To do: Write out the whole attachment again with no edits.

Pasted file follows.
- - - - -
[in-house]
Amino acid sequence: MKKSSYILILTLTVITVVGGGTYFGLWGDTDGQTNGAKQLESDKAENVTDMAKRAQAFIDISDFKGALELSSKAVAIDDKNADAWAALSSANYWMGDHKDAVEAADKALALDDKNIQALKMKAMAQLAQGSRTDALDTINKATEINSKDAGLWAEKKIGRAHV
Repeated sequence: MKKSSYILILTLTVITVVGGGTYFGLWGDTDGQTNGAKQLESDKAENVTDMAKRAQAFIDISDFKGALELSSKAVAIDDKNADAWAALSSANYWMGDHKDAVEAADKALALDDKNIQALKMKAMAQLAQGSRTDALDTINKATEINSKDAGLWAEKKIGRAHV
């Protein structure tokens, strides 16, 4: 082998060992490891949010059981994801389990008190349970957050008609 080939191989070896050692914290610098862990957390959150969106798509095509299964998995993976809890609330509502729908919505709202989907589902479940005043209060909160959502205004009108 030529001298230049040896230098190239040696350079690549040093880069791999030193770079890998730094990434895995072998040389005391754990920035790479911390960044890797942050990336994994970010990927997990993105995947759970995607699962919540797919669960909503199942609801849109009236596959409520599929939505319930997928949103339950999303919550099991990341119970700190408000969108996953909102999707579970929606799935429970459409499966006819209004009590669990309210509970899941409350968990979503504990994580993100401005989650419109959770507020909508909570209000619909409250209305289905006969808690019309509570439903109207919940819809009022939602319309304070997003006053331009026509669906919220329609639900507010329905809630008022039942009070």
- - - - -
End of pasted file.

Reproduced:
[in-house]
Amino acid sequence: MKKSSYILILTLTVITVVGGGTYFGLWGDTDGQTNGAKQLESDKAENVTDMAKRAQAFIDISDFKGALELSSKAVAIDDKNADAWAALSSANYWMGDHKDAVEAADKALALDDKNIQALKMKAMAQLAQGSRTDALDTINKATEINSKDAGLWAEKKIGRAHV
Repeated sequence: MKKSSYILILTLTVITVVGGGTYFGLWGDTDGQTNGAKQLESDKAENVTDMAKRAQAFIDISDFKGALELSSKAVAIDDKNADAWAALSSANYWMGDHKDAVEAADKALALDDKNIQALKMKAMAQLAQGSRTDALDTINKATEINSKDAGLWAEKKIGRAHV
């Protein structure tokens, strides 16, 4: 082998060992490891949010059981994801389990008190349970957050008609 080939191989070896050692914290610098862990957390959150969106798509095509299964998995993976809890609330509502729908919505709202989907589902479940005043209060909160959502205004009108 030529001298230049040896230098190239040696350079690549040093880069791999030193770079890998730094990434895995072998040389005391754990920035790479911390960044890797942050990336994994970010990927997990993105995947759970995607699962919540797919669960909503199942609801849109009236596959409520599929939505319930997928949103339950999303919550099991990341119970700190408000969108996953909102999707579970929606799935429970459409499966006819209004009590669990309210509970899941409350968990979503504990994580993100401005989650419109959770507020909508909570209000619909409250209305289905006969808690019309509570439903109207919940819809009022939602319309304070997003006053331009026509669906919220329609639900507010329905809630008022039942009070």